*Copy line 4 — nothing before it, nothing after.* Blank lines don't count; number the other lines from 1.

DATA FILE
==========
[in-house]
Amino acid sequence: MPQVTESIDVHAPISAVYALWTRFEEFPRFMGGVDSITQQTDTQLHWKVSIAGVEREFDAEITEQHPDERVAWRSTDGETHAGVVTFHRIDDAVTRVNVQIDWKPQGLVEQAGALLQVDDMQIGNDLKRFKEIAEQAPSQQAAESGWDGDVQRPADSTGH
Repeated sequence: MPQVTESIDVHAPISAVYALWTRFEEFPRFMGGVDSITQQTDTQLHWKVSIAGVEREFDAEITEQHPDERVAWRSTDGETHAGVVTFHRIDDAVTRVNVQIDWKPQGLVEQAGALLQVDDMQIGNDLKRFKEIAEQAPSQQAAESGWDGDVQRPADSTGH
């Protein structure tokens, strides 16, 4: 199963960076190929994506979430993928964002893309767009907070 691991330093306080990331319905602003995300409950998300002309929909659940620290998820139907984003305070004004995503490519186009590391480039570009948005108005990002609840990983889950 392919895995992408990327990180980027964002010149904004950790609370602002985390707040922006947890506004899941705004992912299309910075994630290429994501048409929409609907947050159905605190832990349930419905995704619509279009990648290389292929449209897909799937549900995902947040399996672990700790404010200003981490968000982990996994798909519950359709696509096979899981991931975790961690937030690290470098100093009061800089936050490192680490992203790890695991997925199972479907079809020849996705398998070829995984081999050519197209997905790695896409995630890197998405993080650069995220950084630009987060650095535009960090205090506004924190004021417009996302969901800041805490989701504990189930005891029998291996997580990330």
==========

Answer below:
């Protein structure tokens, strides 16, 4: 199963960076190929994506979430993928964002893309767009907070 691991330093306080990331319905602003995300409950998300002309929909659940620290998820139907984003305070004004995503490519186009590391480039570009948005108005990002609840990983889950 392919895995992408990327990180980027964002010149904004950790609370602002985390707040922006947890506004899941705004992912299309910075994630290429994501048409929409609907947050159905605190832990349930419905995704619509279009990648290389292929449209897909799937549900995902947040399996672990700790404010200003981490968000982990996994798909519950359709696509096979899981991931975790961690937030690290470098100093009061800089936050490192680490992203790890695991997925199972479907079809020849996705398998070829995984081999050519197209997905790695896409995630890197998405993080650069995220950084630009987060650095535009960090205090506004924190004021417009996302969901800041805490989701504990189930005891029998291996997580990330």